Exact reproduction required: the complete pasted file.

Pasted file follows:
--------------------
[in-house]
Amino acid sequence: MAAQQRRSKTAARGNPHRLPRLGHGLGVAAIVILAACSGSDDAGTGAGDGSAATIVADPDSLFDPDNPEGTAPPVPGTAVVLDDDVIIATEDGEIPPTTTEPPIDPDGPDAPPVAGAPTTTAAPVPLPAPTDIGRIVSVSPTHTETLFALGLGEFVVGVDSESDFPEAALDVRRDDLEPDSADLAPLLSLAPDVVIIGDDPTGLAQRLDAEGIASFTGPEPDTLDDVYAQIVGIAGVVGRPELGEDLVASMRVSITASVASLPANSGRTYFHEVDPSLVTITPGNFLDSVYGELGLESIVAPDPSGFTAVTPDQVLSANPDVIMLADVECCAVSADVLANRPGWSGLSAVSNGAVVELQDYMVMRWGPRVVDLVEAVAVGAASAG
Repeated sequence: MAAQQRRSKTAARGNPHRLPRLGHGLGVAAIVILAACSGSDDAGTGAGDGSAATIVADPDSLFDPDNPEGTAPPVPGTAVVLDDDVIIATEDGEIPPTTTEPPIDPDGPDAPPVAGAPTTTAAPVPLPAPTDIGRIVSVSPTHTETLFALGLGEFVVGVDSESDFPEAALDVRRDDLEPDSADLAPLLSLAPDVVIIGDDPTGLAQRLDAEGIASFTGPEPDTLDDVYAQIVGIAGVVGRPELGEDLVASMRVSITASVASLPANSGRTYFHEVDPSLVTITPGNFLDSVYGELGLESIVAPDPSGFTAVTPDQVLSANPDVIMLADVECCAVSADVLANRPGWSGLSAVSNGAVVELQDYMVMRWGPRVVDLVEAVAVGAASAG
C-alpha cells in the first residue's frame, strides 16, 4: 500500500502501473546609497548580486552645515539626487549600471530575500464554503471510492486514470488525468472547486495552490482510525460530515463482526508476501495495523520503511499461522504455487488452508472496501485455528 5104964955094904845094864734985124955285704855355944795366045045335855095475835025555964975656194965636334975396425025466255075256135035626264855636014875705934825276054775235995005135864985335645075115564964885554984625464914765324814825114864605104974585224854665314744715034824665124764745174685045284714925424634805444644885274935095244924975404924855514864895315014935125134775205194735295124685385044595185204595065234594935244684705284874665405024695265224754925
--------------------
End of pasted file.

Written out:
[in-house]
Amino acid sequence: MAAQQRRSKTAARGNPHRLPRLGHGLGVAAIVILAACSGSDDAGTGAGDGSAATIVADPDSLFDPDNPEGTAPPVPGTAVVLDDDVIIATEDGEIPPTTTEPPIDPDGPDAPPVAGAPTTTAAPVPLPAPTDIGRIVSVSPTHTETLFALGLGEFVVGVDSESDFPEAALDVRRDDLEPDSADLAPLLSLAPDVVIIGDDPTGLAQRLDAEGIASFTGPEPDTLDDVYAQIVGIAGVVGRPELGEDLVASMRVSITASVASLPANSGRTYFHEVDPSLVTITPGNFLDSVYGELGLESIVAPDPSGFTAVTPDQVLSANPDVIMLADVECCAVSADVLANRPGWSGLSAVSNGAVVELQDYMVMRWGPRVVDLVEAVAVGAASAG
Repeated sequence: MAAQQRRSKTAARGNPHRLPRLGHGLGVAAIVILAACSGSDDAGTGAGDGSAATIVADPDSLFDPDNPEGTAPPVPGTAVVLDDDVIIATEDGEIPPTTTEPPIDPDGPDAPPVAGAPTTTAAPVPLPAPTDIGRIVSVSPTHTETLFALGLGEFVVGVDSESDFPEAALDVRRDDLEPDSADLAPLLSLAPDVVIIGDDPTGLAQRLDAEGIASFTGPEPDTLDDVYAQIVGIAGVVGRPELGEDLVASMRVSITASVASLPANSGRTYFHEVDPSLVTITPGNFLDSVYGELGLESIVAPDPSGFTAVTPDQVLSANPDVIMLADVECCAVSADVLANRPGWSGLSAVSNGAVVELQDYMVMRWGPRVVDLVEAVAVGAASAG
C-alpha cells in the first residue's frame, strides 16, 4: 500500500502501473546609497548580486552645515539626487549600471530575500464554503471510492486514470488525468472547486495552490482510525460530515463482526508476501495495523520503511499461522504455487488452508472496501485455528 5104964955094904845094864734985124955285704855355944795366045045335855095475835025555964975656194965636334975396425025466255075256135035626264855636014875705934825276054775235995005135864985335645075115564964885554984625464914765324814825114864605104974585224854665314744715034824665124764745174685045284714925424634805444644885274935095244924975404924855514864895315014935125134775205194735295124685385044595185204595065234594935244684705284874665405024695265224754925